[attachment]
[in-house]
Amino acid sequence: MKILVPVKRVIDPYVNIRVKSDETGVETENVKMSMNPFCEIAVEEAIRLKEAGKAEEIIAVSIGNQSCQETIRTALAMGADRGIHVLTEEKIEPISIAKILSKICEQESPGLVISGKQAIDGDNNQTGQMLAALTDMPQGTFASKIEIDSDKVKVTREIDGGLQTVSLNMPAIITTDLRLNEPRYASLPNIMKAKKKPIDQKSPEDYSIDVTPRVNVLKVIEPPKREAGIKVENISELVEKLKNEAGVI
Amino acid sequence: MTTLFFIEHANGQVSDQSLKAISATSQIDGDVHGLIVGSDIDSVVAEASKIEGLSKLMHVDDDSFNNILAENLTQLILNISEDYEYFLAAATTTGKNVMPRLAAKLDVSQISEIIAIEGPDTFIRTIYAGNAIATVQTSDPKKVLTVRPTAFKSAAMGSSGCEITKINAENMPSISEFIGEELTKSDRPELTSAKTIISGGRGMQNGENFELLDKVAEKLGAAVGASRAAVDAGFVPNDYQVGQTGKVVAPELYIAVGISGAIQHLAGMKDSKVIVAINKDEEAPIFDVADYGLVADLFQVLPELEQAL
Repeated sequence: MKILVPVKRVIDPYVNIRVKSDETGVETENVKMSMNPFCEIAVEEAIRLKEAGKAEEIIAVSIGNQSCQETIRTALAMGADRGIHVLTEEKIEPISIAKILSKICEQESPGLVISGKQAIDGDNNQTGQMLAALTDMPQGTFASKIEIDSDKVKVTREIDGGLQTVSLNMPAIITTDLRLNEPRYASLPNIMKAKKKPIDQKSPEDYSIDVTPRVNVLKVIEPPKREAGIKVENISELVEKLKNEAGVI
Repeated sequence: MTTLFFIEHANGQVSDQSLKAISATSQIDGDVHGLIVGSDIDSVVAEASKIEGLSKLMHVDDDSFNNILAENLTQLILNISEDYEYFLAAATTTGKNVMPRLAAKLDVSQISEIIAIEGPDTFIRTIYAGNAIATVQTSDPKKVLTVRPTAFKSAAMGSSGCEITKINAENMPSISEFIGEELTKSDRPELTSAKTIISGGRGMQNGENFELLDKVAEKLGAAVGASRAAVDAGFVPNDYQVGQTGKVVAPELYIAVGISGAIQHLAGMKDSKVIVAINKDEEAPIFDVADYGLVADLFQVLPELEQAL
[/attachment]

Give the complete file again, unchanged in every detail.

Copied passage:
[in-house]
Amino acid sequence: MKILVPVKRVIDPYVNIRVKSDETGVETENVKMSMNPFCEIAVEEAIRLKEAGKAEEIIAVSIGNQSCQETIRTALAMGADRGIHVLTEEKIEPISIAKILSKICEQESPGLVISGKQAIDGDNNQTGQMLAALTDMPQGTFASKIEIDSDKVKVTREIDGGLQTVSLNMPAIITTDLRLNEPRYASLPNIMKAKKKPIDQKSPEDYSIDVTPRVNVLKVIEPPKREAGIKVENISELVEKLKNEAGVI
Amino acid sequence: MTTLFFIEHANGQVSDQSLKAISATSQIDGDVHGLIVGSDIDSVVAEASKIEGLSKLMHVDDDSFNNILAENLTQLILNISEDYEYFLAAATTTGKNVMPRLAAKLDVSQISEIIAIEGPDTFIRTIYAGNAIATVQTSDPKKVLTVRPTAFKSAAMGSSGCEITKINAENMPSISEFIGEELTKSDRPELTSAKTIISGGRGMQNGENFELLDKVAEKLGAAVGASRAAVDAGFVPNDYQVGQTGKVVAPELYIAVGISGAIQHLAGMKDSKVIVAINKDEEAPIFDVADYGLVADLFQVLPELEQAL
Repeated sequence: MKILVPVKRVIDPYVNIRVKSDETGVETENVKMSMNPFCEIAVEEAIRLKEAGKAEEIIAVSIGNQSCQETIRTALAMGADRGIHVLTEEKIEPISIAKILSKICEQESPGLVISGKQAIDGDNNQTGQMLAALTDMPQGTFASKIEIDSDKVKVTREIDGGLQTVSLNMPAIITTDLRLNEPRYASLPNIMKAKKKPIDQKSPEDYSIDVTPRVNVLKVIEPPKREAGIKVENISELVEKLKNEAGVI
Repeated sequence: MTTLFFIEHANGQVSDQSLKAISATSQIDGDVHGLIVGSDIDSVVAEASKIEGLSKLMHVDDDSFNNILAENLTQLILNISEDYEYFLAAATTTGKNVMPRLAAKLDVSQISEIIAIEGPDTFIRTIYAGNAIATVQTSDPKKVLTVRPTAFKSAAMGSSGCEITKINAENMPSISEFIGEELTKSDRPELTSAKTIISGGRGMQNGENFELLDKVAEKLGAAVGASRAAVDAGFVPNDYQVGQTGKVVAPELYIAVGISGAIQHLAGMKDSKVIVAINKDEEAPIFDVADYGLVADLFQVLPELEQAL